Did the Miami Dolphins make the right decision with Charles Clay?


The Miami Dolphins today decided not to match the offer sheet on Charles Clay, did they make the right choice? The answer to this question is unknown really, and will be for at least a couple of years. There is a lot that goes into this, however given the information we have to work with right now I believe the Dolphins made the right choice. Let me explain my reasoning.


The most obvious reason why matching that offer would have been a bad idea is that the contract was specifically structured to make it hard on the Phins to match. If money were not an issue then Charles Clay would be a Miami Dolphin as I write this to you right now. It was frontloaded to give Clay 24.5 million dollars in the first two years. Specifically the cap hit on this in the second year is about $12 million. This alone makes it incredibly difficult given the fact that the Miami Dolphins have to pay a huge cap hit for Ndamukong Suh that same year, along with having to pay Ryan Tannehill, Mike Pouncey, and Olivier Vernon. This means that resigning Clay would make it very difficult to be able to keep these essential guys in the fold. No disrespect to Charles Clay but each one of these guys are more important to the team right now. Also this contract makes Charles Clay the fourth highest paid tight end in the league. The problem is I don’t know if he is the fourth best. He would have the second highest guaranteed money, second to only Julius Thomas and only by one million dollars. The numbers simply don’t match up with the value. This also doesn’t take into account the fact that Mr. Clay has gotten injured both of the last two years. He is not someone that has proven to be particularly durable throughout his career. I will say he is very tough, trying to play through injuries whenever possible. However he does get injured and therefore is not the safest investment.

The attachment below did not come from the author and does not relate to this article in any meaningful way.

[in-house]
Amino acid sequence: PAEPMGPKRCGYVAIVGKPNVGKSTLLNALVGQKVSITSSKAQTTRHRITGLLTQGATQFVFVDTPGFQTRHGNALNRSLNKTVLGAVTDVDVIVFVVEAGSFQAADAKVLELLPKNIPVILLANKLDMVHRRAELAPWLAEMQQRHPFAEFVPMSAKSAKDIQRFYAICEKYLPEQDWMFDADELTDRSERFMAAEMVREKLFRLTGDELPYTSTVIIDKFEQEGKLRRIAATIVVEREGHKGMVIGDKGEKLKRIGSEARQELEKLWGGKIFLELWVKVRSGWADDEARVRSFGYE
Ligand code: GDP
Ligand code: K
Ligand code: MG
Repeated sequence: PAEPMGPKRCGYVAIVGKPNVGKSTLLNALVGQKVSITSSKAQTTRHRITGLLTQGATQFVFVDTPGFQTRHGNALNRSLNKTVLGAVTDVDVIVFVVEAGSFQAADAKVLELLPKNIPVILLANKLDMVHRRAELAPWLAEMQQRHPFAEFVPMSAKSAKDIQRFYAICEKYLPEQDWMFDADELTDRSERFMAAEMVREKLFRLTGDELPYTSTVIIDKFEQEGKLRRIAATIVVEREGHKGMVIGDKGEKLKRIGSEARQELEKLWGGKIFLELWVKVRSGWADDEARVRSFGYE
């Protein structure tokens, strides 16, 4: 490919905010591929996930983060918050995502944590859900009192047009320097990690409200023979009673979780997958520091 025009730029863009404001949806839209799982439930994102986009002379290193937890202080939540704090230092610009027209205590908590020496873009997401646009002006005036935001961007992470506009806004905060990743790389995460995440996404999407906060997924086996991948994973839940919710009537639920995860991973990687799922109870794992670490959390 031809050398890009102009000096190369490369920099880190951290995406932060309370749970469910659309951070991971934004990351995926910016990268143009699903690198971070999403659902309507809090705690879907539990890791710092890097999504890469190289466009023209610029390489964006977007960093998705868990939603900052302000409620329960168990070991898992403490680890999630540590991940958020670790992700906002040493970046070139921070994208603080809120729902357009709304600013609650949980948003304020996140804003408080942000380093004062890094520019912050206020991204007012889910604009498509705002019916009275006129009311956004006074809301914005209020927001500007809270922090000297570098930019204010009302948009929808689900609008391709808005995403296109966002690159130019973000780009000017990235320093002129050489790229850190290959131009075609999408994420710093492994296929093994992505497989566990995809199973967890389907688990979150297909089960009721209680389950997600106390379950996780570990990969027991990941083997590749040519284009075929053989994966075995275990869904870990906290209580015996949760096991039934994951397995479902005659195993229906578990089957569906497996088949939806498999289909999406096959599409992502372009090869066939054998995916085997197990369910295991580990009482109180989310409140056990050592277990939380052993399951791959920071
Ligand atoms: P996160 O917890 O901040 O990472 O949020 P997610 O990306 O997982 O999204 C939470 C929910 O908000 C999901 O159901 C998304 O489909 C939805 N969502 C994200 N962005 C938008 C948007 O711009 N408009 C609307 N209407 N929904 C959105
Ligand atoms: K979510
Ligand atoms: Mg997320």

The Guys Behind Him on the Depth Chart

Jordan Cameron and Dion Sims are no slouches. Cameron is a 2013 pro-bowl selection. Dion Sims is third year player who has gotten better every year, but has never really gotten a chance to shine in our offense. Both of these players actually have better prototypical size than Clay does. Sims is 6’4 and Cameron is 6’5. They are both more imposing redzone threats than Clay is and has been. Most teams would kill for this tandem. I am personally confident in their ability to more than make up for Clay’s production. Cameron could regain his pro bowl form and Sims could start to shape his, two things that might not have happened if Clay was still taking the spotlight.

In closing I truly believe the Miami Dolphins made the right decision, but only time will tell. Be sure to comment and let me know if you agree or disagree.